25 October 2019

Surprising activities Germans or Bordelais do with wine

The Germans and the Bordelais love their wines, so much in fact that they don't stop at simply sipping a glass over dinner or an evening out. They go much farther in how they experience wine and how wine can add new challenges and fun to their lives. We’re marveling at the peculiar ways wine is celebrated and enjoyed in both France and Germany.

Crédit : AMCM/Broduction

Marathon in the vineyards

Bet you didn't think that marathons and drinking wine mix all that well. After all, rumor has it that alcohol does not necessarily enhance physical top performance. Nonetheless, both Germany and Bordeaux are home to most unusual marathon events!

Marathon of the Médoc

Every year, thousands of enthusiastic runners meet in the Médoc region of Bordeaux to go for what has long adopted the reputation for being the longest marathon in the world. One look at the participants of this unusual event is enough to know that physical overachievement is not at the top of the priority list here. On the other hand, runners get to enjoy over 50 live music stops, various wine tastings along the route, and even a few culinary stops! To make things even more interesting, there is a theme each year under which runners can dress up. In 2019 the theme was Cinema.

Crédit : AMCM/Broduction

Ahrathon

Over in Germany there is a similar event happening once a year called the Ahrathon, a marathon going through the stunning and steep Ahr Valley vineyards, where they mainly grow Spätburgunder (Pinot Noir). Similar to the one in Médoc, nearly 30,000 runners turn up in fun costumes, stop at different vineyards for food, concerts, and wine tastings along the way.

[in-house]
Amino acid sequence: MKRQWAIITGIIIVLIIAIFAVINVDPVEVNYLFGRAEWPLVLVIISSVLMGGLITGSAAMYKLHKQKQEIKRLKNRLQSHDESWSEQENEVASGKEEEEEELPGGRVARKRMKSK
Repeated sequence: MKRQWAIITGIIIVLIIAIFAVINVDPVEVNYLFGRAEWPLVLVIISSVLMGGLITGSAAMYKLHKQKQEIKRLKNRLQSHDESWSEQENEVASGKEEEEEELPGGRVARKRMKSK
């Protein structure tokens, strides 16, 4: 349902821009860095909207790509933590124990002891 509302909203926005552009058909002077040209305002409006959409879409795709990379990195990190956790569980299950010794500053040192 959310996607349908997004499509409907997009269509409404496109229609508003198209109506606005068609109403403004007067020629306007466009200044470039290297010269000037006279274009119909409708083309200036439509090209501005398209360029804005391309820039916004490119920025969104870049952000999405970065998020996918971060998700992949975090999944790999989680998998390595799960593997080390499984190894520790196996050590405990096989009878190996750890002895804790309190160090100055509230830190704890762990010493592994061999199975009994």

That's not all! If you're interested in marathons through stunning vineyards, there is also the Marathon Deutsche Weinstraße (German Wine Road) as well as the Trollinger Marathon which both happen annually and attract thousands of wine and running fans. Trollinger is the most popular red variety in the Württemberg region.

The Queen of Wines

In Germany, vineyards produce not only wine but also royalty. Once a year the 13 wine regions in the country send their regional wine queen to Neustadt in the Pfalz region for the election of the Wine Queen – Germany's most important wine ambassador. The contest is widely televised with around one million viewers and is currently running in its 71st year. The winner and the two runners-up (German Wine Princesses) spend the subsequent 12 months traveling nationally and internationally to promote German wines.

 

 

Credit DWI

Wine tasting in trees

The days where wine tastings only happened in a tasting room are long gone and the options for where wine can be enjoyed become more complex. You've probably heard of wine cruises and bike wine tours but what about a tasting in a treetop? At Château Rayne Vigneau, just near the quaint village of Sauternes you can do exactly that. It's best to be in shape, because you will need to climb up the tree yourself first! Rest assured, however, that the views and the wines make up for it.

photo by Katja Hentschel

Federweißer

You've had the red and white. You've enjoyed the rosé and the crémant. But have you ever heard or even tasted Federweißer? This German term refers to fermented grape juice – a drink that is highly popular. Natural yeast in the juice produces alcohol and CO2 which makes Federweißer fizzy. This is why bottles of it cannot be sealed. It's a typical drink during the fall season and often enjoyed alongside a nice slice of tarte flambée, onion tart, and other fall dishes.

Credit DWI

Hot air ballon tasting

Some folks like ordering tomato juice on planes because it tastes different in the air. But what about wine? Find out by tasting while riding in a hot air balloon – could anything be more romantic? La ferme du ciel (Heaven’s farm) in Bordeaux is offering just that. Better yet, guests can book this unique wine tasting tour as an add-on to their stay, because the Ferme du Ciel doubles as a Bed & Breakfast.

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